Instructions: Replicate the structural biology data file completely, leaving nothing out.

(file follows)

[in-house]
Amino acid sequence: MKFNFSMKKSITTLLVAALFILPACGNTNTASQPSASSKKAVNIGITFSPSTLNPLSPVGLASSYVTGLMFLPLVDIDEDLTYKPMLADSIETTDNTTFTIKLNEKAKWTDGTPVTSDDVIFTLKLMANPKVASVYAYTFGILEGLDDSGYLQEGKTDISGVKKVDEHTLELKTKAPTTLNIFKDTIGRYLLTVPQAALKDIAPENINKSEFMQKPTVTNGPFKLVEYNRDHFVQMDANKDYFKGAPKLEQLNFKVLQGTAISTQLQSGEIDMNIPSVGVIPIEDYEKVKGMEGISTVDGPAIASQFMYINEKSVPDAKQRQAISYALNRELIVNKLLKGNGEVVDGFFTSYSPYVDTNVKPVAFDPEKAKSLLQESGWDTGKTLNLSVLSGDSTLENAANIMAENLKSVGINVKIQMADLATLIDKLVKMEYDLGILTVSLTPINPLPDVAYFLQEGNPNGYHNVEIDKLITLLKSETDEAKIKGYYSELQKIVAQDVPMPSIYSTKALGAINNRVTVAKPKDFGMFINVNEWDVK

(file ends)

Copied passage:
[in-house]
Amino acid sequence: MKFNFSMKKSITTLLVAALFILPACGNTNTASQPSASSKKAVNIGITFSPSTLNPLSPVGLASSYVTGLMFLPLVDIDEDLTYKPMLADSIETTDNTTFTIKLNEKAKWTDGTPVTSDDVIFTLKLMANPKVASVYAYTFGILEGLDDSGYLQEGKTDISGVKKVDEHTLELKTKAPTTLNIFKDTIGRYLLTVPQAALKDIAPENINKSEFMQKPTVTNGPFKLVEYNRDHFVQMDANKDYFKGAPKLEQLNFKVLQGTAISTQLQSGEIDMNIPSVGVIPIEDYEKVKGMEGISTVDGPAIASQFMYINEKSVPDAKQRQAISYALNRELIVNKLLKGNGEVVDGFFTSYSPYVDTNVKPVAFDPEKAKSLLQESGWDTGKTLNLSVLSGDSTLENAANIMAENLKSVGINVKIQMADLATLIDKLVKMEYDLGILTVSLTPINPLPDVAYFLQEGNPNGYHNVEIDKLITLLKSETDEAKIKGYYSELQKIVAQDVPMPSIYSTKALGAINNRVTVAKPKDFGMFINVNEWDVK